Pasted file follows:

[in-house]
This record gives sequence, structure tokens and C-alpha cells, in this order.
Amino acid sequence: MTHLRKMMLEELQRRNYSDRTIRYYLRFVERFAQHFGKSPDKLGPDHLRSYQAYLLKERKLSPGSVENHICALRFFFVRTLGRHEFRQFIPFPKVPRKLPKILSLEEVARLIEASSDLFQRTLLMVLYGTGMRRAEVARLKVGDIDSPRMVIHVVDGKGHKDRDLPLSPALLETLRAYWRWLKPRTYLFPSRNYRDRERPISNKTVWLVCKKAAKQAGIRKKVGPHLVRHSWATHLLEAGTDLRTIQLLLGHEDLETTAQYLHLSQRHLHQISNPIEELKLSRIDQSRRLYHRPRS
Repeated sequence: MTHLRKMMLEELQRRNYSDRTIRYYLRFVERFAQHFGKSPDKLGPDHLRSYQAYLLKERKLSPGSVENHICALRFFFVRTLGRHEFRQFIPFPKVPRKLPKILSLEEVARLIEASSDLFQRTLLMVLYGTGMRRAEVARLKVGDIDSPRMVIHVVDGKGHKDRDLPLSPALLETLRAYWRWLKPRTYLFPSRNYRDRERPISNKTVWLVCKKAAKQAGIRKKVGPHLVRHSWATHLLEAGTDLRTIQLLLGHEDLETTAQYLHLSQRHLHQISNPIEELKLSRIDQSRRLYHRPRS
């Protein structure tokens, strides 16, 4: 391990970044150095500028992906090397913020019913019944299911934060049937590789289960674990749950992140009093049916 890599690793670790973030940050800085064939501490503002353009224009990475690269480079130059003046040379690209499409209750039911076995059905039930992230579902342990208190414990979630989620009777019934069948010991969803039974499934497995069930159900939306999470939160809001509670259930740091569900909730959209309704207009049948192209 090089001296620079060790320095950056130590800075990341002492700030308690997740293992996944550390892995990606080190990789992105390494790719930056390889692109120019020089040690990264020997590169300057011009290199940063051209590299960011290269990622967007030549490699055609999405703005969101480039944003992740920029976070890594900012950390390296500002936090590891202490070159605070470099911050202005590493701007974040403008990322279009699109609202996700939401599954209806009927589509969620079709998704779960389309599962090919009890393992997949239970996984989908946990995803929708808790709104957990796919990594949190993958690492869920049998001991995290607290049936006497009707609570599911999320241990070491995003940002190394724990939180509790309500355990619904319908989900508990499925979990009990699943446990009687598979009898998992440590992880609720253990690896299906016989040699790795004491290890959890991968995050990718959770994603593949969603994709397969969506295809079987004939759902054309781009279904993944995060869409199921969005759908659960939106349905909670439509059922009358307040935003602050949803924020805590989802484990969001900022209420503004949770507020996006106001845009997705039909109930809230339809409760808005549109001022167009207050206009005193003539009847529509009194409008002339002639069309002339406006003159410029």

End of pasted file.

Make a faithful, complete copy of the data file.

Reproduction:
[in-house]
This record gives sequence, structure tokens and C-alpha cells, in this order.
Amino acid sequence: MTHLRKMMLEELQRRNYSDRTIRYYLRFVERFAQHFGKSPDKLGPDHLRSYQAYLLKERKLSPGSVENHICALRFFFVRTLGRHEFRQFIPFPKVPRKLPKILSLEEVARLIEASSDLFQRTLLMVLYGTGMRRAEVARLKVGDIDSPRMVIHVVDGKGHKDRDLPLSPALLETLRAYWRWLKPRTYLFPSRNYRDRERPISNKTVWLVCKKAAKQAGIRKKVGPHLVRHSWATHLLEAGTDLRTIQLLLGHEDLETTAQYLHLSQRHLHQISNPIEELKLSRIDQSRRLYHRPRS
Repeated sequence: MTHLRKMMLEELQRRNYSDRTIRYYLRFVERFAQHFGKSPDKLGPDHLRSYQAYLLKERKLSPGSVENHICALRFFFVRTLGRHEFRQFIPFPKVPRKLPKILSLEEVARLIEASSDLFQRTLLMVLYGTGMRRAEVARLKVGDIDSPRMVIHVVDGKGHKDRDLPLSPALLETLRAYWRWLKPRTYLFPSRNYRDRERPISNKTVWLVCKKAAKQAGIRKKVGPHLVRHSWATHLLEAGTDLRTIQLLLGHEDLETTAQYLHLSQRHLHQISNPIEELKLSRIDQSRRLYHRPRS
């Protein structure tokens, strides 16, 4: 391990970044150095500028992906090397913020019913019944299911934060049937590789289960674990749950992140009093049916 890599690793670790973030940050800085064939501490503002353009224009990475690269480079130059003046040379690209499409209750039911076995059905039930992230579902342990208190414990979630989620009777019934069948010991969803039974499934497995069930159900939306999470939160809001509670259930740091569900909730959209309704207009049948192209 090089001296620079060790320095950056130590800075990341002492700030308690997740293992996944550390892995990606080190990789992105390494790719930056390889692109120019020089040690990264020997590169300057011009290199940063051209590299960011290269990622967007030549490699055609999405703005969101480039944003992740920029976070890594900012950390390296500002936090590891202490070159605070470099911050202005590493701007974040403008990322279009699109609202996700939401599954209806009927589509969620079709998704779960389309599962090919009890393992997949239970996984989908946990995803929708808790709104957990796919990594949190993958690492869920049998001991995290607290049936006497009707609570599911999320241990070491995003940002190394724990939180509790309500355990619904319908989900508990499925979990009990699943446990009687598979009898998992440590992880609720253990690896299906016989040699790795004491290890959890991968995050990718959770994603593949969603994709397969969506295809079987004939759902054309781009279904993944995060869409199921969005759908659960939106349905909670439509059922009358307040935003602050949803924020805590989802484990969001900022209420503004949770507020996006106001845009997705039909109930809230339809409760808005549109001022167009207050206009005193003539009847529509009194409008002339002639069309002339406006003159410029």